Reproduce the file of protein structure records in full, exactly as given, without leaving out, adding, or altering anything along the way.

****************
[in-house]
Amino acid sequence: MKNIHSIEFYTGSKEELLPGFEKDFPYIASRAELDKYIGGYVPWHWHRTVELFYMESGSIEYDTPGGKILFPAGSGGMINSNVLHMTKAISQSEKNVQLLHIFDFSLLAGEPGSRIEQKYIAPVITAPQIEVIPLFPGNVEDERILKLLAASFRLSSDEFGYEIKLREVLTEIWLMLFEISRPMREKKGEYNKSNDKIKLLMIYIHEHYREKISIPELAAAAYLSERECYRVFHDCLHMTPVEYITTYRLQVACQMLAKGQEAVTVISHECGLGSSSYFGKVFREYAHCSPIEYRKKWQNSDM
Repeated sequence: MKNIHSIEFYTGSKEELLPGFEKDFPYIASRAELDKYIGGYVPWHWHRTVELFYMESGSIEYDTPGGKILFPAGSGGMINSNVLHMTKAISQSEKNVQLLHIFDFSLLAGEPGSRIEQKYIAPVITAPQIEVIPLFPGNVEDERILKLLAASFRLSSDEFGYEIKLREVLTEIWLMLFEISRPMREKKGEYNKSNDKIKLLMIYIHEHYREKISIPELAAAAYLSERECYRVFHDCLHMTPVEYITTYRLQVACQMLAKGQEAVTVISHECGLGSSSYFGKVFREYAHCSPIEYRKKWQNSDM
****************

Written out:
[in-house]
Amino acid sequence: MKNIHSIEFYTGSKEELLPGFEKDFPYIASRAELDKYIGGYVPWHWHRTVELFYMESGSIEYDTPGGKILFPAGSGGMINSNVLHMTKAISQSEKNVQLLHIFDFSLLAGEPGSRIEQKYIAPVITAPQIEVIPLFPGNVEDERILKLLAASFRLSSDEFGYEIKLREVLTEIWLMLFEISRPMREKKGEYNKSNDKIKLLMIYIHEHYREKISIPELAAAAYLSERECYRVFHDCLHMTPVEYITTYRLQVACQMLAKGQEAVTVISHECGLGSSSYFGKVFREYAHCSPIEYRKKWQNSDM
Repeated sequence: MKNIHSIEFYTGSKEELLPGFEKDFPYIASRAELDKYIGGYVPWHWHRTVELFYMESGSIEYDTPGGKILFPAGSGGMINSNVLHMTKAISQSEKNVQLLHIFDFSLLAGEPGSRIEQKYIAPVITAPQIEVIPLFPGNVEDERILKLLAASFRLSSDEFGYEIKLREVLTEIWLMLFEISRPMREKKGEYNKSNDKIKLLMIYIHEHYREKISIPELAAAAYLSERECYRVFHDCLHMTPVEYITTYRLQVACQMLAKGQEAVTVISHECGLGSSSYFGKVFREYAHCSPIEYRKKWQNSDM